In over five decades of inspiring people and improving places, The Conservation Volunteers has consistently supported people working locally to improve their environment and their life chances, and created resilience in the most vulnerable communities.
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Hello, I’m Carolyn McFarlane and I’m one of two Natural Networks trainees (the other being Jenny Holmes) placed with East Ayrshire Outdoor Education. As this is my first blog since joining Natural Networks in January it could become a very long and tedious ramble about all that has gone on in the last 7 months! In an attempt to make this slightly less long and tedious, I’ll pick out some of the highlights of the traineeship. Here goes …. Why become a Natural Networks trainee I’ve always been someone who likes to be outdoors and has an interest in all things environmental. I trained … Continue reading →
As always this month has been hectic. Despite being away on holiday for two weeks, I have managed to pack in a lot in my work time this month!
A Focus on Nature Insect Workshop
I sit on the committee for A Focus on Nature a group that brings together people between the ages of 16 and 30 in Britain that have an interest in wildlife. I was asked to lead some workshops for other young naturalists at an insect weekend, based at the Old Sulehay Nature Reserve in Northamptonshire. My first workshop was on dead wood invertebrates, … Continue reading →
There is an unacceptable amount of litter and waste in our oceans which is having a devastating effect on our wildlife. Many animals such as whales, turtles, sharks, seals, birds, and dolphins, are accidentally eating or becoming entangled in rubbish which all too often leads to their death.
Plastic never truly biodegrades, its takes thousands of years to break down and even then it doesn’t really every disappear; it just becomes little pieces … Continue reading →
Thanks once again for coming to read my blog. Apologies in advice as it’s going to be even longer this time, but worth it to read about A Birkenhead girl’s misadventures in Kilmarnock, no?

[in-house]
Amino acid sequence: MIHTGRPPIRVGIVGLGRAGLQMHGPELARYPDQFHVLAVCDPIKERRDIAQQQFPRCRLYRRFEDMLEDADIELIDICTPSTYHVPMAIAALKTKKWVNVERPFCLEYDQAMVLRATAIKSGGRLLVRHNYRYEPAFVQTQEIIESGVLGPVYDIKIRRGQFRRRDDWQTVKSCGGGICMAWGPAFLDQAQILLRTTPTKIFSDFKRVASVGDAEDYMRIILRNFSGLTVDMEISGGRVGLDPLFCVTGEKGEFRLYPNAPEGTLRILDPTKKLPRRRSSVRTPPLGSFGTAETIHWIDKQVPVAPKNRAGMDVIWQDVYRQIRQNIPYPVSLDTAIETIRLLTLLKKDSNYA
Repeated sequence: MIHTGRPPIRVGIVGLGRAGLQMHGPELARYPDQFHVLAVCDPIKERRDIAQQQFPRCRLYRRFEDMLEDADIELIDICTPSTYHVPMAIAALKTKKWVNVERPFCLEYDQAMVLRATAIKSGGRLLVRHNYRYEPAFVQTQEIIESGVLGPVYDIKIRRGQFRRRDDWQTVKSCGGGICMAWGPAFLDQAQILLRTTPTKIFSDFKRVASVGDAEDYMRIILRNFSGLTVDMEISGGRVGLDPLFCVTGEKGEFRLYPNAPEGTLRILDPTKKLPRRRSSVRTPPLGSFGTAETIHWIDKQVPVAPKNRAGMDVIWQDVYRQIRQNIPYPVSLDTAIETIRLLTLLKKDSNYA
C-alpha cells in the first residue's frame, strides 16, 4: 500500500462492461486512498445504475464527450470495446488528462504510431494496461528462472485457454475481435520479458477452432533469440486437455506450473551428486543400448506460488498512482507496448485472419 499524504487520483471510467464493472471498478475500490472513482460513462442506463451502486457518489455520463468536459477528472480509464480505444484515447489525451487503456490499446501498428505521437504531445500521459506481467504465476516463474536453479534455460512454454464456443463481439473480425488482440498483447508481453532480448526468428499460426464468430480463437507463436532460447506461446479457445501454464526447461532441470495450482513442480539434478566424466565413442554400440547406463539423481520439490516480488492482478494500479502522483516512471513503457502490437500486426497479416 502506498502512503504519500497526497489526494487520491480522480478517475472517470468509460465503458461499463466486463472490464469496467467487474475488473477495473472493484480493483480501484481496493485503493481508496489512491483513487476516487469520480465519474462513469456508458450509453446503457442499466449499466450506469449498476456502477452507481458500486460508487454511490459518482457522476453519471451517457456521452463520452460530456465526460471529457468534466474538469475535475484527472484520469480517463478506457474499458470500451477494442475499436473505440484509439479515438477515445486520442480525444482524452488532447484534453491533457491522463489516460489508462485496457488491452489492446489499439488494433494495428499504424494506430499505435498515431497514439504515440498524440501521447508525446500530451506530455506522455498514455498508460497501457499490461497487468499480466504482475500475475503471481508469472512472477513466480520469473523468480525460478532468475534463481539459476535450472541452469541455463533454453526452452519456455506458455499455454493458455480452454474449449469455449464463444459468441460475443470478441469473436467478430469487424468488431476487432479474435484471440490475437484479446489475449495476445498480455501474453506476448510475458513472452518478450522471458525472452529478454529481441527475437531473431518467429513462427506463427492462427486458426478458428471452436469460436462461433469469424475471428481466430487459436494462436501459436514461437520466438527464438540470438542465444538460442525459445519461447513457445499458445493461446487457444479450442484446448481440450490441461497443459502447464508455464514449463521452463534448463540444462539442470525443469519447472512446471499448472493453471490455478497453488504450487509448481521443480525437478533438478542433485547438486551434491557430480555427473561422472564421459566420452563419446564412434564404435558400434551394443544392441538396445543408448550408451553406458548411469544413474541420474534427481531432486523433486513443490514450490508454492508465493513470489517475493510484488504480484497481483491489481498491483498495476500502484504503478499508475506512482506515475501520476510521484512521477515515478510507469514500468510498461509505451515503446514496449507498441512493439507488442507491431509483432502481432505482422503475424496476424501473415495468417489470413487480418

New Scottish wonders I have discovered since I last wrote: Tattie scones (so good!), the word stookie and greetin’ and my new midge friends 😉
Our traineeship allows us the opportunity to pursue all sorts of relevant training of our own choosing. For me this has included a day of seed growing and muddy hands at an RHS edible school garden course, a day of tree … Continue reading →
As July came to an end we said a fond farewell to Danskine Loch, a site that the Edinburgh Midweek Group volunteers have been at almost every week since February in conjunction with Scottish Natural Heritage.
It’s a beautiful secluded Site of Special Scientific Interest near Gifford and was designated as an SSSI due to its large fen woodland and open freshwater – habitats which are rare in East Lothian. Unfortunately invasive dogwood had grown at the edge of the loch and had developed into dense thickets which smothered the native plant life, altered the wildlife habitats and reduced … Continue reading →
July has been a great month, although I think I have eaten my body weight in courgettes, beans, squash and lettuce all grown at the Tree Life Centre by our Grow Wild Volunteers. All of their hard work has really paid off and we now have an abundance of delicious organic fresh vegetables to take home. In fact we have so much that our volunteers helped us run a little market stall at the Tree Life Centre allowing the public to take home some of our produce in return for donations. Unfortunately the day we chose was a bit gloomy … Continue reading →
July was truly epic! The month kicked off with a two-day LANTRA Brushcutters and Trimmers course, which has given me a qualification that I can use to manage habitats like meadows. I must admit I was a bit scared at first. I’ve never used a brushcutter or trimmer of any sort before and I was nervous about wielding a machine, with a spinning blade on the end, which was bigger than me. But I soon relaxed (although I was super paranoid about decapitating hedgehogs) and I really felt I had achieved something at the end.
If you spent any time in Central Scotland in the 80s you can’t fail to have heard that slogan. It’s held in great affection here in Cumbernauld and even today if you repeat it to any local you’ll be greeted by a friendly two fingered wave.
But like it or not, it’s probably the good side of the town’s public relations. The kids in the advert might be acting cheery only under extreme duress (I’m assuming someone is holding a puppy hostage just off screen) but at least they’re smiling, at least it’s a positive image.
Hello! Jess here, reporting on my June activities with TCV. Apologies for the lateness!
I had the absolute pleasure of visiting Kindrogan, the Field Studies Councils centre in Perthshire near Pitlochry, to participate in a weeklong course entitled ‘Discovering and Identifying Wildflowers’.
I decided to go on this course as I often lead general nature walks with volunteers and community groups, and have found on these walks that my knowledge of flora really wasn’t up to scratch. The Wildflower Society gave me a generous bursary so that I could attend this course.